The Culture of Disbelief
Newsweek’s religion editor recently reviewed The Culture of Disbelief, an insightful new book written by Yale law professor Stephen Carter, who takes a critical look at the way America’s culture treats religion and religious people.
The former law clerk for the late Justice Thurgood Marshall, Carter argues persuasively for a return to the days when ideas driven by religious convictions were welcomed as valuable contributions to public debate.
Describing religion as “a way of denying the authority of the rest of the world,” Carter sees an essential role for religion as “an independent moral voice” which should mediate through institutions “between the citizen and the government.”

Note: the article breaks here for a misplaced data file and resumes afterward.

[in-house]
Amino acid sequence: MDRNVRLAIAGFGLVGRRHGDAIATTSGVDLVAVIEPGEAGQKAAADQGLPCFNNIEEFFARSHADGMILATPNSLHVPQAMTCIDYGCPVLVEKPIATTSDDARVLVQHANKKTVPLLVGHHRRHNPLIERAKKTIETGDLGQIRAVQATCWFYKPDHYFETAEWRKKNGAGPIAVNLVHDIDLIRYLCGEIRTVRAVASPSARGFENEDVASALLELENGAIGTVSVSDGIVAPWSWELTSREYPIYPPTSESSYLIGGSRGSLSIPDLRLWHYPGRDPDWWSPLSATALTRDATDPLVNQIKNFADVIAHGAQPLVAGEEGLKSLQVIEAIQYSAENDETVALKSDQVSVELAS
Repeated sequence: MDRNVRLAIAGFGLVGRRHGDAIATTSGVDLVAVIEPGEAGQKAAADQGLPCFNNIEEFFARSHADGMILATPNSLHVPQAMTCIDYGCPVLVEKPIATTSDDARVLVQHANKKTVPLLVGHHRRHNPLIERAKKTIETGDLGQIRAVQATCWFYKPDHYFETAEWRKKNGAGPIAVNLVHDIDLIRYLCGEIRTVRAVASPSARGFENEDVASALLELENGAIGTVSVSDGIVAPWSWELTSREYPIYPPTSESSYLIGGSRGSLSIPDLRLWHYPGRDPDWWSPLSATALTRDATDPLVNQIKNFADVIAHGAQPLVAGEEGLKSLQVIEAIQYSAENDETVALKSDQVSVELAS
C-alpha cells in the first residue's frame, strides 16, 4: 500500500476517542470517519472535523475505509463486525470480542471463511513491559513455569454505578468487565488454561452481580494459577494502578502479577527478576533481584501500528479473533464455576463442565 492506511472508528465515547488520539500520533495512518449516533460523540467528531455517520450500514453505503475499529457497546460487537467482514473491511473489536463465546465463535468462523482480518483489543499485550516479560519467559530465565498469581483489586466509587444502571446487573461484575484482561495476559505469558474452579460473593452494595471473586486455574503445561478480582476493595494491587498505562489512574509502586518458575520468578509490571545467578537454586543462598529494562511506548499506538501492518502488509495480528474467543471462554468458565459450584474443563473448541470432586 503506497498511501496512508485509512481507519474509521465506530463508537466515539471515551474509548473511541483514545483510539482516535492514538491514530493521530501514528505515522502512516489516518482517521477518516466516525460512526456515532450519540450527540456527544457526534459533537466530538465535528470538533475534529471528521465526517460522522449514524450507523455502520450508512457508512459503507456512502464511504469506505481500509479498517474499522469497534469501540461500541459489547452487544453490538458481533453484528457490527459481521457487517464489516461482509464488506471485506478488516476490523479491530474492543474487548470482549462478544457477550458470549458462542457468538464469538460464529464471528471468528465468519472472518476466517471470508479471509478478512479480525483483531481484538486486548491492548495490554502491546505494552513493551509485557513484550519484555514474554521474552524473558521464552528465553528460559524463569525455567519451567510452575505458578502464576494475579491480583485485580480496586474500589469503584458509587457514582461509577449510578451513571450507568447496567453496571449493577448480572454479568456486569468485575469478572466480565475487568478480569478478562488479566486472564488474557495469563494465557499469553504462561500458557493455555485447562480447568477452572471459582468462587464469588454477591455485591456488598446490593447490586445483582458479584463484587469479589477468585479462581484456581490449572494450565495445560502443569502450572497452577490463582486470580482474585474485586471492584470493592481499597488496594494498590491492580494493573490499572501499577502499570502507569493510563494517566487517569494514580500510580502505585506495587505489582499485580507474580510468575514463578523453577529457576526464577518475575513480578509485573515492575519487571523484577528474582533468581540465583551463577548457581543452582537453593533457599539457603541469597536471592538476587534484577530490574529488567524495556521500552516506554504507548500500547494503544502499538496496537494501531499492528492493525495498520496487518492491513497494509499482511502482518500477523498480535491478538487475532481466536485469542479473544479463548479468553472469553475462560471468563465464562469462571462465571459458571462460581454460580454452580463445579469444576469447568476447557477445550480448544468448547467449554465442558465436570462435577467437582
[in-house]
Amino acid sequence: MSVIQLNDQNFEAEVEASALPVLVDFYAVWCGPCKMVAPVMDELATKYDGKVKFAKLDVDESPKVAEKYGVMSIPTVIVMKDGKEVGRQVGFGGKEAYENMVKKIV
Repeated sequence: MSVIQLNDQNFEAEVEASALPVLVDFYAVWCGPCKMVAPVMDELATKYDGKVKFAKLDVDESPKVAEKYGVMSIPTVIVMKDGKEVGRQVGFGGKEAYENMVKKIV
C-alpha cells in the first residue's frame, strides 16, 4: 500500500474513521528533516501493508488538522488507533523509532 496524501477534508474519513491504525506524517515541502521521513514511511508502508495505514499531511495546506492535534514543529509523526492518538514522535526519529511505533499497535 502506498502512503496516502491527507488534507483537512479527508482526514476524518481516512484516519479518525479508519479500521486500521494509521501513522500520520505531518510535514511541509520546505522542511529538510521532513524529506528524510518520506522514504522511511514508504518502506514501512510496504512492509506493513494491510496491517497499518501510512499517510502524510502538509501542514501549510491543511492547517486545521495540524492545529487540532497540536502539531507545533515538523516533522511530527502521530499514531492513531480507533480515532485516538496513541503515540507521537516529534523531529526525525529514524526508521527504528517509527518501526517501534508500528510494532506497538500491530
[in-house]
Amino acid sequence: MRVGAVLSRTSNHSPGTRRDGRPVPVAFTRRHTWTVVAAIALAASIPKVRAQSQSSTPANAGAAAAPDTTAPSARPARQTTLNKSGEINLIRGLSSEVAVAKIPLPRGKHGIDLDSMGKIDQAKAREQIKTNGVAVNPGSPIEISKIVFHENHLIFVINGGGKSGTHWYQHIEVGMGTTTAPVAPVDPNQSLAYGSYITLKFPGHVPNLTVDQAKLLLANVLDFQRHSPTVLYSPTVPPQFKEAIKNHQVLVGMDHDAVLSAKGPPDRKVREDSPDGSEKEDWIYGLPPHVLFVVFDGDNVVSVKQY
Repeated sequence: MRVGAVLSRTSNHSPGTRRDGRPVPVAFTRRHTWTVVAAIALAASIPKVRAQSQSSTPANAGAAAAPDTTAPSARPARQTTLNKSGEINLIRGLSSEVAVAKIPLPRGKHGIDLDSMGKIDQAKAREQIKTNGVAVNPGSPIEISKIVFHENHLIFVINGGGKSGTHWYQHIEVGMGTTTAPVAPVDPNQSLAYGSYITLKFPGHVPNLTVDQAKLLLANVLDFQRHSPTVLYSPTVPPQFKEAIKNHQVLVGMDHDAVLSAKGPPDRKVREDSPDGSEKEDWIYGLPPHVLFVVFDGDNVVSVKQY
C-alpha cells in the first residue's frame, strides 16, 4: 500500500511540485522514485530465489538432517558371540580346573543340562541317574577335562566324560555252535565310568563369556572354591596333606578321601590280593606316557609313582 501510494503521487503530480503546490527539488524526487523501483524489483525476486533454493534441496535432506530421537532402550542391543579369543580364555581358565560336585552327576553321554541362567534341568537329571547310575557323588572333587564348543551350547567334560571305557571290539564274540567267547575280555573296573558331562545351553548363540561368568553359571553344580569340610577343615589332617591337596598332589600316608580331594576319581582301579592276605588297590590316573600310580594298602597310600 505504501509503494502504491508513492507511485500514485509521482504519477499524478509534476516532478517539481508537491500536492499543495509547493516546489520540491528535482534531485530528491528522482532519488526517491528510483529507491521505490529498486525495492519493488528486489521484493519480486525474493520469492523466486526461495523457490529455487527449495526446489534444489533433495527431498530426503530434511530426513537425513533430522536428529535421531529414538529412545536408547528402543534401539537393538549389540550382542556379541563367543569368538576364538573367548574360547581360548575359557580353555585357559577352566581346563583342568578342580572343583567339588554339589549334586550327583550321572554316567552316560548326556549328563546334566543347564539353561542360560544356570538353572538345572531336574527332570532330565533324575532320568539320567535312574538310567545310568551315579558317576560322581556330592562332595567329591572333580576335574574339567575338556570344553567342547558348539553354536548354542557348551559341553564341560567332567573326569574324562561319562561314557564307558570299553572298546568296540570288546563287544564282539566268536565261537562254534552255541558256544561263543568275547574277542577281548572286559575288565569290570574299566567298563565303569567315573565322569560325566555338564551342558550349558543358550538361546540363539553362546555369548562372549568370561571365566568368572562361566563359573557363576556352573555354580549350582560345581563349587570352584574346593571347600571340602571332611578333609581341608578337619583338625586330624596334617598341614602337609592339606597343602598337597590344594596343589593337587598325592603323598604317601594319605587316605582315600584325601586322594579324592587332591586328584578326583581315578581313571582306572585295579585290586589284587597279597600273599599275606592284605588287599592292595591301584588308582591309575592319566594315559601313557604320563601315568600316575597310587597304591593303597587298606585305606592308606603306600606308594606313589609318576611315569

Carter points to the legalization of abortion as the event which triggered the flight of liberals from religion. Liberal elites “belittle religious devotion” and “discourage religion as serious activity.”
Carter contends that the “wall of separation” so often cited in church/state conflicts was originally invoked more to protect religion from government than government from religion. In Carter’s view, religion is greatly threatened and he espouses a much greater accommodation of religious practices. For example, he would allow the ritual use of peyote by Native Americans and the inclusion of parochial schools in voucher plans.
Although we do not agree with all of Professor Carter’s convictions, his book deserves a thoughtful audience.